Binary numbers are a base 2 numeral system.
A binary number is a number expressed in the base-2 numeral system, which uses only two symbols: 0 and 1. Each digit is referred to as a bit. Because of its straightforward implementation in digital electronic circuitry using logic gates, the binary system is used by almost all modern computers and computer-based devices.
- Bit: The smallest unit in computers. It is either a 1 or a 0.
- Nibble: Half a byte, or 4 bits.
- Byte: 8 bits together form one byte, a number from 0 to 255. Bits in a byte are numbered starting from the right at 0.
- Short: Two bytes put together are 16 bits, forming a number from 0 to 65535. The low byte is the rightmost eight bits.
- Big Endian: Stores data big-end first. When looking at multiple bytes, the first byte (lowest address) is the biggest.
- Little Endian: Stores data little-end first. When looking at multiple bytes, the first byte is smallest.
Break down the binary value in chunks of 4, multiply each 1 by its equivalent value, either 8, 4, 2 or 1. Add the resulting numbers together to get the result. For example, the value 1100, or (8*1 + 4*1), is equal to C(decimal 12).
In the first column, divide the first number by 2 by removing the last bit, until 1 is reached. In the second column, multiply by 2 by adding an extra bit of 0. The answer is found by adding the numbers in the second column with odd numbers in the first column. A binary number ending with 1 is odd.
This example multiplies 35 by 19, to arrive at a result of 665. The result
1010011001 can be deconstucted as:
10 1001 1001 = 1 + 8 + 16 + 128 + 512 = 665
Binary numbers can be multiplied and divided by multiples of 2, by rotating one bit left to multiply by 2, or one bit right to divide by 2.
AND, or "both", sets individual bits to 0. AND is useful for masking bits, for example, to mask the high order bits of a value AND with $0F: $36 AND $0F = $06. ORA(OR), or "either one or both", sets individual bits to 1. OR is useful for setting a particular bit, for example, $80 OR $08 = $88. EOR(XOR), or "one or the other but not both", inverts individual bits.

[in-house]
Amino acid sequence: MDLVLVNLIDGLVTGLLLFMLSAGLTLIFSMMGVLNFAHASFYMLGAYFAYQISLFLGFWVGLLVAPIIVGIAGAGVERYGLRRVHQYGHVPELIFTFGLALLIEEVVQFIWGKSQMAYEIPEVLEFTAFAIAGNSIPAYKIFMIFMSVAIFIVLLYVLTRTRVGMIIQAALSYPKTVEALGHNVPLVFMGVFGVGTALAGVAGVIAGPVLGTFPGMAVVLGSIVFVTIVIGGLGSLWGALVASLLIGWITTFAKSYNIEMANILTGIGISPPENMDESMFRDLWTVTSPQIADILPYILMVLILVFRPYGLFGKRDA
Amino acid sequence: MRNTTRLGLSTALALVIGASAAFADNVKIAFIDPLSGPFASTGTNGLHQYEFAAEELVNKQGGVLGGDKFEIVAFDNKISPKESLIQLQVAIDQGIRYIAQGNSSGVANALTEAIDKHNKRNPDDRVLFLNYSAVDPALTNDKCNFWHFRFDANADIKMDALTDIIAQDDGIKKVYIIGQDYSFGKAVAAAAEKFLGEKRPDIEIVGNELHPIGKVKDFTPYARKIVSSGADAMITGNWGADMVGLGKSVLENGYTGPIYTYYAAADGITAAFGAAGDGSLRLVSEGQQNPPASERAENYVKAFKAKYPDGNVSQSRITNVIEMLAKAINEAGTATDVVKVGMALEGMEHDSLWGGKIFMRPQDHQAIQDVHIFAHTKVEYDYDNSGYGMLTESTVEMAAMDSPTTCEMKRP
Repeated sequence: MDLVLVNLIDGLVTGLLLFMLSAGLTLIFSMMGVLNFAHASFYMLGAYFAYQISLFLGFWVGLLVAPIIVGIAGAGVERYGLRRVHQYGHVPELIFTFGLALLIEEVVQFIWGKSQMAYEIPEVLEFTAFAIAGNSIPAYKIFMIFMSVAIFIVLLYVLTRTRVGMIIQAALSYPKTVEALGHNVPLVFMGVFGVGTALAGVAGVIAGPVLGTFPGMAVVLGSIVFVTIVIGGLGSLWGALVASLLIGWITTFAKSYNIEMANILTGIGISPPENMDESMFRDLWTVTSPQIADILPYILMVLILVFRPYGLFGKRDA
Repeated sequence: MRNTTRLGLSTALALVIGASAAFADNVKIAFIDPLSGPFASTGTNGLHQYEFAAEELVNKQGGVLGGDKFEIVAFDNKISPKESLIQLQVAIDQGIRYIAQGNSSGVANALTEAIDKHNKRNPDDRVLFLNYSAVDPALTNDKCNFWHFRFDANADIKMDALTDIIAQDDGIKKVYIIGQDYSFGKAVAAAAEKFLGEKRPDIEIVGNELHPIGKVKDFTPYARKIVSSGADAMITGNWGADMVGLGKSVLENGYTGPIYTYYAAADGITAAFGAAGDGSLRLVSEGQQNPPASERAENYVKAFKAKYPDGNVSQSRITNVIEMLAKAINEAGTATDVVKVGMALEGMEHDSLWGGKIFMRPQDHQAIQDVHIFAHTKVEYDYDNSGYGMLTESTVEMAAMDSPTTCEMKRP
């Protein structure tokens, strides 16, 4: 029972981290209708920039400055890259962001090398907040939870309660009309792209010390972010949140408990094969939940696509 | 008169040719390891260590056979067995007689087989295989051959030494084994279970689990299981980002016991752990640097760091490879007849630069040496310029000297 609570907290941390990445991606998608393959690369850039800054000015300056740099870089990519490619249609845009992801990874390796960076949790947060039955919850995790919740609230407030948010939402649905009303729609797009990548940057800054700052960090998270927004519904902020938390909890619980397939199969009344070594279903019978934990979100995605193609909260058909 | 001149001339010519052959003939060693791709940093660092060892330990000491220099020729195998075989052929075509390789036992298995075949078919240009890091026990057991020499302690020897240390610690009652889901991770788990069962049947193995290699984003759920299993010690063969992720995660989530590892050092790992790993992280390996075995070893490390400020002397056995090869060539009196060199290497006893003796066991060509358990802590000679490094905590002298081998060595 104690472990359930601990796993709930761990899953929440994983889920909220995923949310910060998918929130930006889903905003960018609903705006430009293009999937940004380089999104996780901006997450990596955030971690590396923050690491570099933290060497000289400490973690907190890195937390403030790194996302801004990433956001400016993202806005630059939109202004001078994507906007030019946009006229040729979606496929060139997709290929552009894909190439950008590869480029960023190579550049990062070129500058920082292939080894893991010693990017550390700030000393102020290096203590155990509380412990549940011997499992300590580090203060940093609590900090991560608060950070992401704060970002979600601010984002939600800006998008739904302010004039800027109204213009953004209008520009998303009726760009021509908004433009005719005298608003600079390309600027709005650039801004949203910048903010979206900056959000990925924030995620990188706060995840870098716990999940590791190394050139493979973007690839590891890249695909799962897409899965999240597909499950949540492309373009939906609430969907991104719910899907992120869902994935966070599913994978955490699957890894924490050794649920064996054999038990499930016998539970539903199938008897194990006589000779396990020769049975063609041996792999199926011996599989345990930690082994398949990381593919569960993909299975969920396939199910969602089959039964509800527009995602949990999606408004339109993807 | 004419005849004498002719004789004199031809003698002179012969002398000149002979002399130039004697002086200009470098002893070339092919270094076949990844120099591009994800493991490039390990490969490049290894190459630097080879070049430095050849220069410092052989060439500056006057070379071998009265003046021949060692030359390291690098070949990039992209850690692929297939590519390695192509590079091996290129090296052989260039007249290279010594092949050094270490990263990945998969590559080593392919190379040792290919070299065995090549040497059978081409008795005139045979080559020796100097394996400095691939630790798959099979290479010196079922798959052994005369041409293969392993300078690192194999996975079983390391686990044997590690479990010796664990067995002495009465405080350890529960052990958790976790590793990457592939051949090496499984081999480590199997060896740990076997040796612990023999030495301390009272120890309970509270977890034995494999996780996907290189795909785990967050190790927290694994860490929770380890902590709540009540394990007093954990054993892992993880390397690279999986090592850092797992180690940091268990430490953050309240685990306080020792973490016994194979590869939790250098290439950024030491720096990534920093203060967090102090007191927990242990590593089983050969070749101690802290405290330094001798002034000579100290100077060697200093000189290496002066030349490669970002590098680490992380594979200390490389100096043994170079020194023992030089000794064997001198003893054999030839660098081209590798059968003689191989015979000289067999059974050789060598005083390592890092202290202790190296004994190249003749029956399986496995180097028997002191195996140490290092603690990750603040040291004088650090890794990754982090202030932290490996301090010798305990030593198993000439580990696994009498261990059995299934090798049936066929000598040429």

To activate the 1st, 2nd and 4th bits:
unsigned char num = 0; num |= (1 << 0); num |= (1 << 1); num |= (1 << 3);
To deactivate the 1st, 4th and 6th bits:
unsigned char num = 255; num &= ~(1 << 0); num &= ~(1 << 3); num &= ~(1 << 5);
To read value of bit:
(num >> bit) & 1;
If Bit 7 is not set (as in the first example) the representation of signed and unsigned numbers is the same. However, when Bit 7 is set, the number is always negative. For this reason Bit 7 is sometimes called the sign bit.
A fixed-point number is a number that has a fixed number of digits after the decimal point. If, for example, we use 8 bits to store a number with decimal points, we could decide to store it this way. The high and low nibbles have the same resolution.
|Integer Part||Decimal Points|
To turn a regular integer into fixed point, shift left by the number of fractional bits(width << bits), and to turn a fixed point into integer, shift right by the number of fractional bits(width >> bits).
To multiply, you do the multiply, and then you shift right by the number of fractional bits.
(3.8 * 2.0) >> 8
To divide, you first shift the numerator left by the number of fractional bits, then you do the division.
(3.8 << 8) / 2.0
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